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>> No. 17145 Anonymous
31st December 2018
Monday 3:36 pm
17145 Porn sites ‘will all require proof of age from April 2019
> Masturbation is about to get a lot more complicated from April next year – with porn sites requiring proof of age before anyone can see adult content (including free sites).

> Rules for how the ban on under-18s will work were quietly passed by the House of Commons on Monday this week – and are expected to be in place by April.

> From that date, anyone who visits a porn site from a British IP address will be asked for ‘proof’ they are 18, provided either from ID such as driving licences or from age verification cards bought in shops.

https://metro.co.uk/2018/12/19/porn-sites-will-require-proof-age-april-2019-itll-work-8265771/

Pack your wank material ladm8s, the whole thing got exactly... tossed off.
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>> No. 17154 Anonymous
31st December 2018
Monday 6:40 pm
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In 2015, India banned online porn. The ban lasted almost a week.

https://www.bbc.co.uk/news/world-asia-india-33810775

I suspect that for me, 2019 might be the Year of Being Asked How VPNs Work. I spent most of 2017 being asked about Kodi.
>> No. 17155 Anonymous
31st December 2018
Monday 6:47 pm
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>>17153

We haven't had a proper porn dump in ages.

You should really get an AbbyWinters account, they've got loads of hairy birds you can wank off to.
>> No. 17156 Anonymous
31st December 2018
Monday 6:49 pm
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>>17152
The law applies to pornography supplied on a commercial basis, so no, it doesn't include us.

>we can allow you to create a retained key by setting a ‘Password’ and 4-digit ‘PIN’ which can be re- entered whenever you open the incognito browser.

>Can I just route through google DNS like you do with ISP porn blocks?
With reputable sites following the law, no. With sites blocked for failing to comply, potentially.
>> No. 17157 Anonymous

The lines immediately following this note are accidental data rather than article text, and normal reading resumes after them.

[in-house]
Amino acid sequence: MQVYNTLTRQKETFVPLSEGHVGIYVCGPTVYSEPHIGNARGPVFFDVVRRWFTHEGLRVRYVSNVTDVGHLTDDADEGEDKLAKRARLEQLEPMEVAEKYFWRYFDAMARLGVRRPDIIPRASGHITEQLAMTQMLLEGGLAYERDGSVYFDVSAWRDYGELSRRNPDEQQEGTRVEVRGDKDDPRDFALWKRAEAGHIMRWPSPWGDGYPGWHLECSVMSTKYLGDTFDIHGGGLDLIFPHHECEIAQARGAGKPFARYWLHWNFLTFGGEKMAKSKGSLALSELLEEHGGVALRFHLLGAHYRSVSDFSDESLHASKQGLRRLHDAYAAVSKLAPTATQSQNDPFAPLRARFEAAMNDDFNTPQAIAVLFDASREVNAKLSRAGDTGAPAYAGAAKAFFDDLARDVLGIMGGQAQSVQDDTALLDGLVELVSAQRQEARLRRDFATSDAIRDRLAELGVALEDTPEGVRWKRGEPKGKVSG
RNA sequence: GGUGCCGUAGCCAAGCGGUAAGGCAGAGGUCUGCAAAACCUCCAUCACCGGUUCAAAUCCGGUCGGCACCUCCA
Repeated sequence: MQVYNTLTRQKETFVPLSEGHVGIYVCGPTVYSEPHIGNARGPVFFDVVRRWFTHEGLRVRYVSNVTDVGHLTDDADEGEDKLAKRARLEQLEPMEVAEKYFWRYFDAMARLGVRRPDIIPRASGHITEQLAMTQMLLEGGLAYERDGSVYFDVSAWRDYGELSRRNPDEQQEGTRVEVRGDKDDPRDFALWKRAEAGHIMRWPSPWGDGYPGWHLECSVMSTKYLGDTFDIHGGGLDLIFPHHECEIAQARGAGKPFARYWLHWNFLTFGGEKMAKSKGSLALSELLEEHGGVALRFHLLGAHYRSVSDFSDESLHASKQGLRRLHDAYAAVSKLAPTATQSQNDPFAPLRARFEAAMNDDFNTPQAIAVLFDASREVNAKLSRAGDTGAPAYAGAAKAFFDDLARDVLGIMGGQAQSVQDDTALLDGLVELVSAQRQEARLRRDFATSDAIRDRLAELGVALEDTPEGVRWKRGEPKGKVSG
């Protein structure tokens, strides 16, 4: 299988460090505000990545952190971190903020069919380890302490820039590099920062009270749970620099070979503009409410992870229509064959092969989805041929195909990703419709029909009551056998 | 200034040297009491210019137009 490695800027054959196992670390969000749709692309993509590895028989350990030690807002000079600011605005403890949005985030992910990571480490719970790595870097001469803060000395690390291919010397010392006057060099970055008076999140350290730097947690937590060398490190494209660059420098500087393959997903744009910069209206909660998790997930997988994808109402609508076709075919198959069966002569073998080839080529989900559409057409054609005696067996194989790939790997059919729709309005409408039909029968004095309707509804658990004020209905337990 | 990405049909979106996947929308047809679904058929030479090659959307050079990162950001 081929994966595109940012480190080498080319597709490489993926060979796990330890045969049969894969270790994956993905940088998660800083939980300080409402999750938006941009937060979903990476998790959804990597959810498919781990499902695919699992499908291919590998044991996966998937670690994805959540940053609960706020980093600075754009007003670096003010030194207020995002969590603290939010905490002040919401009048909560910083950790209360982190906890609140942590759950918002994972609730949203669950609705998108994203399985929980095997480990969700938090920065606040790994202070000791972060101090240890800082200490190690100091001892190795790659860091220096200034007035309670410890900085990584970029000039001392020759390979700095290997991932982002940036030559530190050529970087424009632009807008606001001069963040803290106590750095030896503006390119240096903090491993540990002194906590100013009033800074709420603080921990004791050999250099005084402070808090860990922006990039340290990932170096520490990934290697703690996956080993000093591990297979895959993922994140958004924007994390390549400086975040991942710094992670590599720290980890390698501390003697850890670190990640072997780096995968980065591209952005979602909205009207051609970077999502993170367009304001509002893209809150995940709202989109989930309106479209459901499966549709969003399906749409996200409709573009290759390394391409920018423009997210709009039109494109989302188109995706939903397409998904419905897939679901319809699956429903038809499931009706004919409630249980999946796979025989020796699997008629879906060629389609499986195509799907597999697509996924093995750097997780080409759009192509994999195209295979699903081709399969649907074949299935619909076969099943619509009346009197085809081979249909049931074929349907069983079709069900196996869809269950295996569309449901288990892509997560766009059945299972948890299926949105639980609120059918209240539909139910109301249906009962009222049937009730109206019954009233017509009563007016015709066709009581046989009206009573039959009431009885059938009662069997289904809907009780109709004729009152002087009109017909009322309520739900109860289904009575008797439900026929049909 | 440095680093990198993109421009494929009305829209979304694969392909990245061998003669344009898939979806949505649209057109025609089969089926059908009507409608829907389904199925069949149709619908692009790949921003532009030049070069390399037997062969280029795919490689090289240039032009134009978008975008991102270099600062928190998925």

31st December 2018
Monday 6:52 pm
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>>17155
I'm not really into hairy women. There's just something about the way she's got her knickers pulled down a bit to reveal her nether regions and the look on her face in the picture that causes a stirring in my loins.
>> No. 17158 Anonymous
31st December 2018
Monday 7:23 pm
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>>17155
>You should really get an AbbyWinters account, they've got loads of hairy birds you can wank off to.

Not him but a subscription is £30 a month. That's a little outrageous for a porn website if you ask me.
>> No. 17159 Anonymous
31st December 2018
Monday 7:26 pm
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>>17156
>With reputable sites following the law, no. With sites blocked for failing to comply, potentially.
FWIW, this doesn't work with the major ISPs. They do DPI so will intercept the HTTP request and respond to it, though hilariously if you make the request using TLS they'll utterly confuse your browser by responding in the clear. This is because the hostname you request has to be sent in the clear.

Of course, it could be worse. When you're on something like hotel wifi, they intercept DNS and spoof the IP address so that your networking stack thinks it's received a response from Google (or wherever).
>> No. 17160 Anonymous
31st December 2018
Monday 7:47 pm
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>>17159
Can you explain what this means and why it's important please?
>> No. 17161 Anonymous
31st December 2018
Monday 8:09 pm
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>>17160
He's saying that even with an alternative DNS, your browser still sends the hostname as part of the request (so that one webserver can host multiple websites on one IP address), and this is sent in the clear even on HTTPS, so ISPs can still check it and block it.
>> No. 17162 Anonymous
31st December 2018
Monday 8:59 pm
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>>17156
>>17159
>>17161
Changing to google DNS worked with the adult block from Sky at my parents house so that's why I was asking. Oh well, VPN is a couple a quid a month so I guess that is just something I have to pay for now.